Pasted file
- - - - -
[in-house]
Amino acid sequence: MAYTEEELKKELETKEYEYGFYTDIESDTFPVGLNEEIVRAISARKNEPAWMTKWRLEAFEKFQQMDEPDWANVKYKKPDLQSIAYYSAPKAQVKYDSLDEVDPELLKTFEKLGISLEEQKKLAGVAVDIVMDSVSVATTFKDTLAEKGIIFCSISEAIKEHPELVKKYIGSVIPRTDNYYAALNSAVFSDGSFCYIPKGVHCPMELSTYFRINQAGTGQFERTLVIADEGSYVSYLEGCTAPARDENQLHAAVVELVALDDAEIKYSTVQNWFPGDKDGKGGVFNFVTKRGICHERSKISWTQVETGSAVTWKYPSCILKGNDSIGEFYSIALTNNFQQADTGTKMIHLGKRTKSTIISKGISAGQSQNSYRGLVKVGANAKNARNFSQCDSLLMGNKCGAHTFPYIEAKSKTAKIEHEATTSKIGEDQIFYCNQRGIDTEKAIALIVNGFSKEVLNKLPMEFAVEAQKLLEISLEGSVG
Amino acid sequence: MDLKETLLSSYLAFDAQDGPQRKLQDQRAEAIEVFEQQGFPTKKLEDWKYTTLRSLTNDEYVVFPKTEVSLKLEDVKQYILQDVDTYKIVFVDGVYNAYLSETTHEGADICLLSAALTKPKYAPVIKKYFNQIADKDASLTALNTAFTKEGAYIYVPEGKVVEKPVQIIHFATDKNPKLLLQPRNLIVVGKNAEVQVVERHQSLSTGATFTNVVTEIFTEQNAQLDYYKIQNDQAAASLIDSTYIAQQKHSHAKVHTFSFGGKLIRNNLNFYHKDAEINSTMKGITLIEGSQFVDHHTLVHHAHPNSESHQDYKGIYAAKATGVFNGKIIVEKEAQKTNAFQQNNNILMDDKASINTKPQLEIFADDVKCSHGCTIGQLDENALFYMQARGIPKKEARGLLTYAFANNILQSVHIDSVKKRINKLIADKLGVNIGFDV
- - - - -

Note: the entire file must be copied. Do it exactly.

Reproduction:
[in-house]
Amino acid sequence: MAYTEEELKKELETKEYEYGFYTDIESDTFPVGLNEEIVRAISARKNEPAWMTKWRLEAFEKFQQMDEPDWANVKYKKPDLQSIAYYSAPKAQVKYDSLDEVDPELLKTFEKLGISLEEQKKLAGVAVDIVMDSVSVATTFKDTLAEKGIIFCSISEAIKEHPELVKKYIGSVIPRTDNYYAALNSAVFSDGSFCYIPKGVHCPMELSTYFRINQAGTGQFERTLVIADEGSYVSYLEGCTAPARDENQLHAAVVELVALDDAEIKYSTVQNWFPGDKDGKGGVFNFVTKRGICHERSKISWTQVETGSAVTWKYPSCILKGNDSIGEFYSIALTNNFQQADTGTKMIHLGKRTKSTIISKGISAGQSQNSYRGLVKVGANAKNARNFSQCDSLLMGNKCGAHTFPYIEAKSKTAKIEHEATTSKIGEDQIFYCNQRGIDTEKAIALIVNGFSKEVLNKLPMEFAVEAQKLLEISLEGSVG
Amino acid sequence: MDLKETLLSSYLAFDAQDGPQRKLQDQRAEAIEVFEQQGFPTKKLEDWKYTTLRSLTNDEYVVFPKTEVSLKLEDVKQYILQDVDTYKIVFVDGVYNAYLSETTHEGADICLLSAALTKPKYAPVIKKYFNQIADKDASLTALNTAFTKEGAYIYVPEGKVVEKPVQIIHFATDKNPKLLLQPRNLIVVGKNAEVQVVERHQSLSTGATFTNVVTEIFTEQNAQLDYYKIQNDQAAASLIDSTYIAQQKHSHAKVHTFSFGGKLIRNNLNFYHKDAEINSTMKGITLIEGSQFVDHHTLVHHAHPNSESHQDYKGIYAAKATGVFNGKIIVEKEAQKTNAFQQNNNILMDDKASINTKPQLEIFADDVKCSHGCTIGQLDENALFYMQARGIPKKEARGLLTYAFANNILQSVHIDSVKKRINKLIADKLGVNIGFDV